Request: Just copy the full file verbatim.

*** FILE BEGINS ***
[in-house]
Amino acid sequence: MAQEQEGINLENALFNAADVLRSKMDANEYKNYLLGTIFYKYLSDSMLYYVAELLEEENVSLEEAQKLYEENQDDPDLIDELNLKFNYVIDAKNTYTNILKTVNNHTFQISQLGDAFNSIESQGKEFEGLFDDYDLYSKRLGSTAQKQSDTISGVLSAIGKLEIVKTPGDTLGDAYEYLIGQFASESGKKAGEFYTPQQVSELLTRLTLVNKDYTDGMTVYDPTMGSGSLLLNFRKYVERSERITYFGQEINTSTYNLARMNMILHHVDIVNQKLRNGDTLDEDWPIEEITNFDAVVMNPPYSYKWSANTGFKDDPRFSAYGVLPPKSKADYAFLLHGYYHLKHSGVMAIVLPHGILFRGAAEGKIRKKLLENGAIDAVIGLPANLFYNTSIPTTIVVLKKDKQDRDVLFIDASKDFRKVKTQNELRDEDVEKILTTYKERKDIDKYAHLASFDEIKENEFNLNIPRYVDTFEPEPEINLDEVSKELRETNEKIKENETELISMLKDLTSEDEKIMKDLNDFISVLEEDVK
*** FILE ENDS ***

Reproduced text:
[in-house]
Amino acid sequence: MAQEQEGINLENALFNAADVLRSKMDANEYKNYLLGTIFYKYLSDSMLYYVAELLEEENVSLEEAQKLYEENQDDPDLIDELNLKFNYVIDAKNTYTNILKTVNNHTFQISQLGDAFNSIESQGKEFEGLFDDYDLYSKRLGSTAQKQSDTISGVLSAIGKLEIVKTPGDTLGDAYEYLIGQFASESGKKAGEFYTPQQVSELLTRLTLVNKDYTDGMTVYDPTMGSGSLLLNFRKYVERSERITYFGQEINTSTYNLARMNMILHHVDIVNQKLRNGDTLDEDWPIEEITNFDAVVMNPPYSYKWSANTGFKDDPRFSAYGVLPPKSKADYAFLLHGYYHLKHSGVMAIVLPHGILFRGAAEGKIRKKLLENGAIDAVIGLPANLFYNTSIPTTIVVLKKDKQDRDVLFIDASKDFRKVKTQNELRDEDVEKILTTYKERKDIDKYAHLASFDEIKENEFNLNIPRYVDTFEPEPEINLDEVSKELRETNEKIKENETELISMLKDLTSEDEKIMKDLNDFISVLEEDVK